In the Japan that I knew, I boarded the Jōban Line train from Ueno station in Tōkyō and traveled up the northeast coast to Iwaki. If it was spring, the bentō stalls in Ueno station sold cherry blossom-themed meals to eat on the train: pink cakes made of mochi rice paste cut into flower shapes. The train would stop at Kairakuen, a park in the city of Mito that is famous for its plum blossoms.
Not long after leaving Kairakuen, the train curved along the tracks and began to hug the coast. Then I knew that I had entered Tōhoku, the northern region of Japan where the goddesses and demons of legend seem alive and seafood is sweet. My Japanese grandfather was particularly fond of mehikari, or "flashing eyes," a succulent fish that is an Iwaki specialty.
Often on this journey, I would switch to a local train to get off at Nakoso, a town famous for its inns and hot springs, and formerly a way station on the footpath connecting Tōhoku to Edo, the old name for Tōkyō. My favorite spa, Sekinoyu, is just yards off the beach, a vegetation-thick cliff at its back. The waves of the North Pacific crash right outside the windows.
I did not see how the spa could have survived the tsunami. Its Web site was eerily still online, with numerous photos of ocean views through the windows of the bathing room and the dining rooms; no status update was posted on its main page.
Now the Jōban train was not running any farther than Mito; past this, the tsunami had battered train tracks and highways, making passage nearly impossible. A section of one train was found on its side just north of Iwaki, the cars abandoned.
As a child traveling through Japan with my mother, I kept an illustrated journal of our adventures. In one entry, I was swimming in the waters off the beach at Ōarai, a town located on the Tōhoku coast whose name means "big washing," which sounded romantic before the tsunami. Now Ōarai was covered with sludge. In another illustration, I was standing under the gigantic, chandelier-like ornaments of Sendai's famed Tanabata star festival. But Sendai had been pummeled, and its airport closed. In yet another diary entry, my mother was knee high in dark blue water and holding an umbrella while I clung to her back. I remember laughing as my mother carried me to the safety of an elevated train platform, but we were also afraid. What if the flooding did not stop?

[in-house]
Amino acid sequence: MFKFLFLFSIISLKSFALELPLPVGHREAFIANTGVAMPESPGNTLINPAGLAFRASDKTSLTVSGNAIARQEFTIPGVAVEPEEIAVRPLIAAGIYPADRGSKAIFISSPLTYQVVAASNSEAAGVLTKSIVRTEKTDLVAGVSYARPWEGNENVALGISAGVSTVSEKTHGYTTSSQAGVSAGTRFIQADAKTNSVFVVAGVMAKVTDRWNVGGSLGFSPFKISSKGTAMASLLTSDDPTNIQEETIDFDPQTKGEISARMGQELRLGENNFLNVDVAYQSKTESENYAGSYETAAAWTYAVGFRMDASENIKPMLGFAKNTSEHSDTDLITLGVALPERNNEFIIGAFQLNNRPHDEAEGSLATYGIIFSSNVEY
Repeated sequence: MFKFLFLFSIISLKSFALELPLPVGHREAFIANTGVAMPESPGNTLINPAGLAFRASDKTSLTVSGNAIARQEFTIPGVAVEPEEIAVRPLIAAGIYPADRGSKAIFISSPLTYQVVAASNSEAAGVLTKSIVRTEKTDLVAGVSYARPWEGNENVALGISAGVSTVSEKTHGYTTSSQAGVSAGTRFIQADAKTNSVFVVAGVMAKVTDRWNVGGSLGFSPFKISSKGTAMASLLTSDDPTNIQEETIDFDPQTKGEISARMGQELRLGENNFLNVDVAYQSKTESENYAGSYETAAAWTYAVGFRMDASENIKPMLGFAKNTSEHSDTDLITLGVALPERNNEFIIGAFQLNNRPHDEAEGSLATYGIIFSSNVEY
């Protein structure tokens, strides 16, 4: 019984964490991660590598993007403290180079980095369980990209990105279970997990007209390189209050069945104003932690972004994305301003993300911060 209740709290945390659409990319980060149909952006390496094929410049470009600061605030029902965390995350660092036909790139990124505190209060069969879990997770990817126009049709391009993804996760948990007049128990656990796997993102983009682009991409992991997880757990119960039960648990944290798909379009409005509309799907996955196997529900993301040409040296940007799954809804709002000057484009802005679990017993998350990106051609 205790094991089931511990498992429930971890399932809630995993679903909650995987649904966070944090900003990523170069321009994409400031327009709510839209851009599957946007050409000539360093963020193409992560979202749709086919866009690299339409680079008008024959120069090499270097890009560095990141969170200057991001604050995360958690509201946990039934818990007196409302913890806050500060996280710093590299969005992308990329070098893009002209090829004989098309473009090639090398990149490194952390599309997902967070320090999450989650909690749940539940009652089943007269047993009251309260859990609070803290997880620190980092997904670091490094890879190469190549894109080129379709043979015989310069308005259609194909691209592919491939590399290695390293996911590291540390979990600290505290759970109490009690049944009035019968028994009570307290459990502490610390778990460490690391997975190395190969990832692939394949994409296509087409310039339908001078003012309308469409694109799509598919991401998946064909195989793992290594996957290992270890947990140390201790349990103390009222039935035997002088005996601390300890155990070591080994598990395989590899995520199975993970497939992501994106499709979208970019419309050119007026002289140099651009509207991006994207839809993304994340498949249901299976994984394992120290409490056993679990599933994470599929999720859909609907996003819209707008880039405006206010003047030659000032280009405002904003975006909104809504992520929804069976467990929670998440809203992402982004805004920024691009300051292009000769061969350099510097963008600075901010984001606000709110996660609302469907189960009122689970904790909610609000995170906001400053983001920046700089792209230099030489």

All these towns had a beach. Whenever we visited the beach, my mother would ask, "What do you do if the water suddenly disappears?"
"Run," I would answer.
"Why?" she would fire back.
As I got older, this questioning became annoying. Born in Japan, my mother had trained to be an opera singer in Europe, where she met my father, an American. Both had a tendency to behave as though they were on a stage. Sometimes I got to be on stage with them. Sometimes I was the audience. It made it tricky to know what to take seriously.
"Come on. Why?" she'd press.
"Because it means a tsunami is coming," I'd sigh.
Whatever that was.
Excerpted from Where the Dead Pause and the Japanese Say Goodbye: A Journey by Marie Mutsuki Mockett. Copyright 2015 by Marie Mutsuki Mockett. With permission of the publisher, W. W. Norton & Company, Inc. All rights reserved.